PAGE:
Taf Hassam (DAI, 2010) and Janine Armin invite you to the official Amsterdam launch of teacher, activist, and writer Fred Dewey’s new book, The School of Public Life (2015)
It is with great pleasure that we invite you to the official Amsterdam launch of teacher, activist, and writer Fred Dewey’s new book, The School of Public Life (2015). The evening consists of a short introductory talk by Fred on his ideas and work followed by a discussion on self-governance, public space, and the possibilities within independent initiatives today. See full details below.
The event is FREE and a homemade Indian dinner buffet will be available for a small donation.
After the discussion New Conditions is open as per usual, with music, drinks, snacks, and talks into the night.
Burg. De Vlugtlaan 125
For directions or further information, please see our website:
Drawing on two decades of interventions in politics and culture, The School of Public Life records Fred Dewey’s work to revive and rethink public space from Los Angeles to Berlin and beyond. Through manifestos, lectures, letters, and experimental texts the book chronicles efforts to secure a space for public reality, culture, appearance, and power. From helping to found neighborhood councils in Los Angeles to directing Beyond Baroque, a public space for poetry, art, sound work, publishing, and community debate, Dewey recounts a lived experience of self-government face to face with the rise of manufactured reality and an unknown political history. How can we answer the falsehoods of economics, parties, and a new slavery of fabricated powerlessness? Working with the examples of Hannah Arendt, Charles Olson, Václav Havel, John Berger, Rosa Parks, Martin Luther King, Jr., and more, Dewey’s account of thinking and public gesture proposes a new kind of school, one powerful enough to address all our conditions—a school for the people and their life.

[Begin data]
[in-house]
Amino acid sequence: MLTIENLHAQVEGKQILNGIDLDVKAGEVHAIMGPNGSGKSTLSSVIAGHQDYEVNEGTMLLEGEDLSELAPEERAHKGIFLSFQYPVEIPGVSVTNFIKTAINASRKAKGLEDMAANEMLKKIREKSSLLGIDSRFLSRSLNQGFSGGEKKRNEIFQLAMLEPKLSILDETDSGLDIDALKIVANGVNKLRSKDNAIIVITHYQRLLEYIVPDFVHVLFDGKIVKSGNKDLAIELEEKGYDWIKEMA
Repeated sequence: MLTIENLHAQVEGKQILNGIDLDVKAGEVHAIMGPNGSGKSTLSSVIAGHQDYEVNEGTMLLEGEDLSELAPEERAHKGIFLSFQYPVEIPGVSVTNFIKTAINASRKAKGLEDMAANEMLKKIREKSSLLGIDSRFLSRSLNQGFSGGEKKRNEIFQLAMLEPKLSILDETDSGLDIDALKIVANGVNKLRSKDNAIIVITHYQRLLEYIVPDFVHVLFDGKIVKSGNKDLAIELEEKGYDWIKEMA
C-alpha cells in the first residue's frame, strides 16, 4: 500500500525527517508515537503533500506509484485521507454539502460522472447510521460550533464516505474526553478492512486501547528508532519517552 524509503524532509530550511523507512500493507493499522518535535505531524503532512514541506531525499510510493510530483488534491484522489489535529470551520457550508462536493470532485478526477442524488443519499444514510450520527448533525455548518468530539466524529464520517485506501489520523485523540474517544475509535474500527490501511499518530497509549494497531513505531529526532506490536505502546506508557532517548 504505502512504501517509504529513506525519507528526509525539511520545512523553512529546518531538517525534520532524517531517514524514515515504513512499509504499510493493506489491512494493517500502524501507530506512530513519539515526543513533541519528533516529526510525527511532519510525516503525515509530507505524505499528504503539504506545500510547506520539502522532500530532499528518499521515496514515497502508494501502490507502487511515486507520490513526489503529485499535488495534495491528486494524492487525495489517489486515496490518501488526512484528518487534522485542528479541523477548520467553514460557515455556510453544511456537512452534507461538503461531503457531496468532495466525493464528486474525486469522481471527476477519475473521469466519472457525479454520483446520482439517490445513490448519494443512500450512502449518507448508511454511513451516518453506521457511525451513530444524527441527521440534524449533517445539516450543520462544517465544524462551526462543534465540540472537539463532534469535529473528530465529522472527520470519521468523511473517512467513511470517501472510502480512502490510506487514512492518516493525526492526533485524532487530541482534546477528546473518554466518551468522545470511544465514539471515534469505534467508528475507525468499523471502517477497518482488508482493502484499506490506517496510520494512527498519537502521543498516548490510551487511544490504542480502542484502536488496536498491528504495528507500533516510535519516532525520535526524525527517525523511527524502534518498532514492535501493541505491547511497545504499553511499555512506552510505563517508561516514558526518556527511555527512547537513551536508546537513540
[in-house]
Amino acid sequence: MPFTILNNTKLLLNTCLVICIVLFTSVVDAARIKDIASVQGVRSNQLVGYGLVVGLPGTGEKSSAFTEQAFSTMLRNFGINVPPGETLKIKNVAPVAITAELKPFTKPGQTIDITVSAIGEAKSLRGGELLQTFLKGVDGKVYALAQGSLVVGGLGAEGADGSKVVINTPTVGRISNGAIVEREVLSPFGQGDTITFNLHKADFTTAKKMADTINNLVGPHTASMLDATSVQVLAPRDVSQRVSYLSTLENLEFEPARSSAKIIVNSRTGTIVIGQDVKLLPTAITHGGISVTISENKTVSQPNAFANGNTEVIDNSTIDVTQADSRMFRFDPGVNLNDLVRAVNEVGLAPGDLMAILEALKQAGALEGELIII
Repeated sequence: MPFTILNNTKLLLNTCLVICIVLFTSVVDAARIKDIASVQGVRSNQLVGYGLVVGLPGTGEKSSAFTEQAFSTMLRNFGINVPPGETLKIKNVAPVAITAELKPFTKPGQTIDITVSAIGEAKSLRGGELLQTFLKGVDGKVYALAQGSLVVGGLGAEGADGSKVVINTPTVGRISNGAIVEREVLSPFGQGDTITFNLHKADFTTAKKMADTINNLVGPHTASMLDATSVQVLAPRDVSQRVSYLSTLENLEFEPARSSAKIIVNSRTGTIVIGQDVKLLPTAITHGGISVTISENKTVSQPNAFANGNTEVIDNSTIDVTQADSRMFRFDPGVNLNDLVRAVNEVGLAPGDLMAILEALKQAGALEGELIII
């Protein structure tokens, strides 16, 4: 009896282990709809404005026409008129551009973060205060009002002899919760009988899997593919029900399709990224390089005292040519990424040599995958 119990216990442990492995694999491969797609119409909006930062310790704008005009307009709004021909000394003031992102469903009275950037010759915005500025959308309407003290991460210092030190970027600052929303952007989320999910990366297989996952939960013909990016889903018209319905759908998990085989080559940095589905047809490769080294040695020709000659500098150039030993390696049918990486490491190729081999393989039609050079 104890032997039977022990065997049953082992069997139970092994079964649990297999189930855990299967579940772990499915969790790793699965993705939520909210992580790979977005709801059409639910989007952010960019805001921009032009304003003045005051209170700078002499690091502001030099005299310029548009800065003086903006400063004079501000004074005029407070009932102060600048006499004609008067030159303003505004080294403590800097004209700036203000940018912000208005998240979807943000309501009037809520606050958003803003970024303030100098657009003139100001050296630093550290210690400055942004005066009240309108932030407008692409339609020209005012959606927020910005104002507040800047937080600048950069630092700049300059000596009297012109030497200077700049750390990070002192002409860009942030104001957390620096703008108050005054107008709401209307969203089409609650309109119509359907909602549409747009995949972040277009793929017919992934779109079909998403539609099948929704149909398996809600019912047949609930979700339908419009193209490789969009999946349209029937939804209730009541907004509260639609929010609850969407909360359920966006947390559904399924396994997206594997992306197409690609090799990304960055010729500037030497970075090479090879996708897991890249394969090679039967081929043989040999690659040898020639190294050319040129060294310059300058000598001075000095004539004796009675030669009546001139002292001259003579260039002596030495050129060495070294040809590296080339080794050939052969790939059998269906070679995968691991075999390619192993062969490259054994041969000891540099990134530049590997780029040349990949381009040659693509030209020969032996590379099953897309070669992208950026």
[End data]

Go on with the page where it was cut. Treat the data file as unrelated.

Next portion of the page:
Following Fred’s introductory talk we move into a discussion to see how we can begin answering questions such as:
With public (and private) space being taken away from us as a matter of policy, how do we continue to believe we can make or lay claim to our own? Is there another way, in whose hands does culture now reside? (NC)
How might the polis, and principles of a democratic republic, be updated, how might we begin to think politically again, in shared, widespread discussion, not in response to issues or cult figures, but concerning how we are and are not able to govern our lives, and mutually support each other in this? How does this relate to made things, to culture and to meaning? How does this get picked up by artists and writers and neighbors? (FD)
Fred Dewey is a writer, teacher, editor/publisher, curator, and co-founder of the Neighborhood Councils Movement in Los Angeles. He directed Beyond Baroque Literary / Arts Center in Los Angeles from 1995–2010 and has edited, published, and designed over twenty books and anthologies. He has collaborated and continues to work with numerous artists and thinkers, projects include: Hannah Arendt’s The Crisis in Culture: Its Social & Its Political Significance with artist Jeremiah Day and the publication and event series Burn Down After Reading by Second Culture Press. Currently Fred teaches in Berlin and in the graduate fine art program at ArtCenter College of Design in Pasadena, California.
The School of Public Life is the fourth issue of the book series Doormats published by Errant Bodies Press in 2015.